When you've scored the flapjack portions cover the baking tray with something like kitchen roll, or a tea towel.

You'll need to leave the flapjack to cool for a couple of hours. I know it's tempting to eat it sooner, but it'll still be warm in the middle and will fall to pieces if you eat it too soon.

Have patience! Enjoy.

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    12 Discussions


    3 years ago

    Very nice instructables, I was actually searching the siphon pump, and I like to check out what other instructables people make. The item that caught my eye the most in this flapjack instructable was your adorable Cupcake mat. Is it a hotpad for putting hot things (pot,pan,baking dish) on, or is it a table mat for putting your plate & utensils on, or is it maybe a rolling pin/dough mat? I imagine it could be either of the last 2, but was unsure of the thickness or hardness. Either way, its adorable and reminds me of the Betty Crocker cookie cookbook that my Mom would make cookies from when I was little (about 30-35 years ago . :)


    Reply 8 years ago on Introduction

    Not what I would ever think of as being a pancake. It contains no egg, no flour, and no milk (the three main ingredients of a pancake in England when I made them, and America when I ate them there).

    As l8nite posted it is a lot more like what Americans call granola bars.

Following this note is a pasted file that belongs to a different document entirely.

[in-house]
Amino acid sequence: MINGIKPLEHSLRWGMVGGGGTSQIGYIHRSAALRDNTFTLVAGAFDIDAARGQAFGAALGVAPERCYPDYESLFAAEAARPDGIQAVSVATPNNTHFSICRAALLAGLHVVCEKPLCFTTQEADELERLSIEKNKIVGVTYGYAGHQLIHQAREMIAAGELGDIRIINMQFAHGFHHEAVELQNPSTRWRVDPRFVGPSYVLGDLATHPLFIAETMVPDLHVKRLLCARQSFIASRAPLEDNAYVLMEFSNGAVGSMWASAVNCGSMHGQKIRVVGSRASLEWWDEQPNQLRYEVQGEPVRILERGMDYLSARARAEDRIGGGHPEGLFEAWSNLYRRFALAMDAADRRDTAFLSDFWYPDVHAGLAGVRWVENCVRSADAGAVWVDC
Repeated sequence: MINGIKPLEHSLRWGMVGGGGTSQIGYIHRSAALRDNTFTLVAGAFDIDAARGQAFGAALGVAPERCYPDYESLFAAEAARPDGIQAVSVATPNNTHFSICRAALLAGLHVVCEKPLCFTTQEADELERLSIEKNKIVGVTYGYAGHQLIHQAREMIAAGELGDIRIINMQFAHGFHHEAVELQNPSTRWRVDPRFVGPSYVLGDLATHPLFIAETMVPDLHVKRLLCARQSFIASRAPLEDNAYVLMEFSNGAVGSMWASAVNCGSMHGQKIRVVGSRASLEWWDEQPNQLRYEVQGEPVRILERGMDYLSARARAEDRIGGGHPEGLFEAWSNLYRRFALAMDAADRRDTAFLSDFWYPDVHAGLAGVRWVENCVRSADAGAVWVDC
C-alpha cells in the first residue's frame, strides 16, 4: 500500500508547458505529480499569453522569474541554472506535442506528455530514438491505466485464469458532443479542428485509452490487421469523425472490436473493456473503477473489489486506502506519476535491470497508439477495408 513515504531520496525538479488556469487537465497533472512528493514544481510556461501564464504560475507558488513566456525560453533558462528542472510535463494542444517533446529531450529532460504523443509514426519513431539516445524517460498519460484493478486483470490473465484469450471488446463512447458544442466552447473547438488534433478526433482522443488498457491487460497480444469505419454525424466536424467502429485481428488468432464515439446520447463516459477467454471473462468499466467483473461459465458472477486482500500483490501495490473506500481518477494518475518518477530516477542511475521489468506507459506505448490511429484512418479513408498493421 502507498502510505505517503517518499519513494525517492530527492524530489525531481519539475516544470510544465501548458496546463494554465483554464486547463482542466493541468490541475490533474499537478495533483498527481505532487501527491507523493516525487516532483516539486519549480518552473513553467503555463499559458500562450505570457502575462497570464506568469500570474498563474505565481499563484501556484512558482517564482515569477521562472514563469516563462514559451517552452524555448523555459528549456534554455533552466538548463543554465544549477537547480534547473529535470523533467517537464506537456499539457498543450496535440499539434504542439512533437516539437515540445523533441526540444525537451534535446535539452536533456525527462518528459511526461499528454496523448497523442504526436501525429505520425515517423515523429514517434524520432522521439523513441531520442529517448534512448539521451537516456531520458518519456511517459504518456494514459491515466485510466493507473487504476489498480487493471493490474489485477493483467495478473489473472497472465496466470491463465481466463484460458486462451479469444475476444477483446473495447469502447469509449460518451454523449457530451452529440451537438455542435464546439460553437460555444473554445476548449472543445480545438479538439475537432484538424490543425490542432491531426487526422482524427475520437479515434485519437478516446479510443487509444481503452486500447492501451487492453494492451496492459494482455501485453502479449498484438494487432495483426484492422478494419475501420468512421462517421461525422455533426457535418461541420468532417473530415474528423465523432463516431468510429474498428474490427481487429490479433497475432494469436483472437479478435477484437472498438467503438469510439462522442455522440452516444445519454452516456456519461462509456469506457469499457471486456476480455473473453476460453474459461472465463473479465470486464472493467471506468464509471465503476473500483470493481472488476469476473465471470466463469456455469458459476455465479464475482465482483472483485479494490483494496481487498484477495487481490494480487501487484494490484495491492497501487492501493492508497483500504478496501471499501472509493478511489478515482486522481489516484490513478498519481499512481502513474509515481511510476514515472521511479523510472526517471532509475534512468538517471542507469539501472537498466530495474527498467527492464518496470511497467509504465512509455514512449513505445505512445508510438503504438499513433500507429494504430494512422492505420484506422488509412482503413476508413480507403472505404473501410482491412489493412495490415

8 years ago on Introduction

    languages can be so different and yet the same,by hob do you mean the burner on top of the stove or the pan that holds the ingredients, it doesn't really matter , we get the the point. Is golden syrup like a honey or more of a maple breakfast syrup? Of course maple syrup is more of an north american kind of thing. In the US flapjacks and pancakes are pretty interchangeable more of a cake like batter fried in a pan until golden brown, what you made looks and sounds more like what we would call a granola or oat bar but then again an english pudding and an american pudding are two very different dishes. Regardless of what this is called ( A rose by any other name) it looks and sounds delicious


    Reply 8 years ago on Introduction

    In England a hob is the place where you put a pan to heat it (where the flame is on a gas cooker, or the red rings on an electric cooker).

    Golden syrup is basically just melted sugar. It's more like maple syrup than honey.

    Pancakes in England are different to pancakes in the US. It gets very confusing at this stage.

    George Bernard Shaw once said that England and America are two countries separated by a common language. I couldn't agree more right now.


    Reply 8 years ago on Introduction

    Thanks, it was. :) I'm going to have to make it again some day soon now you've reminded me of the recipe.


    11 years ago on Introduction

    I had no idea that this was called a flapjack, lol. Can't wait to try it! Thanks!


    Reply 11 years ago on Introduction

    There are probably other names for it. :) Make sure you put plenty of syrup in. I didn't use enough on the batch in this instructable.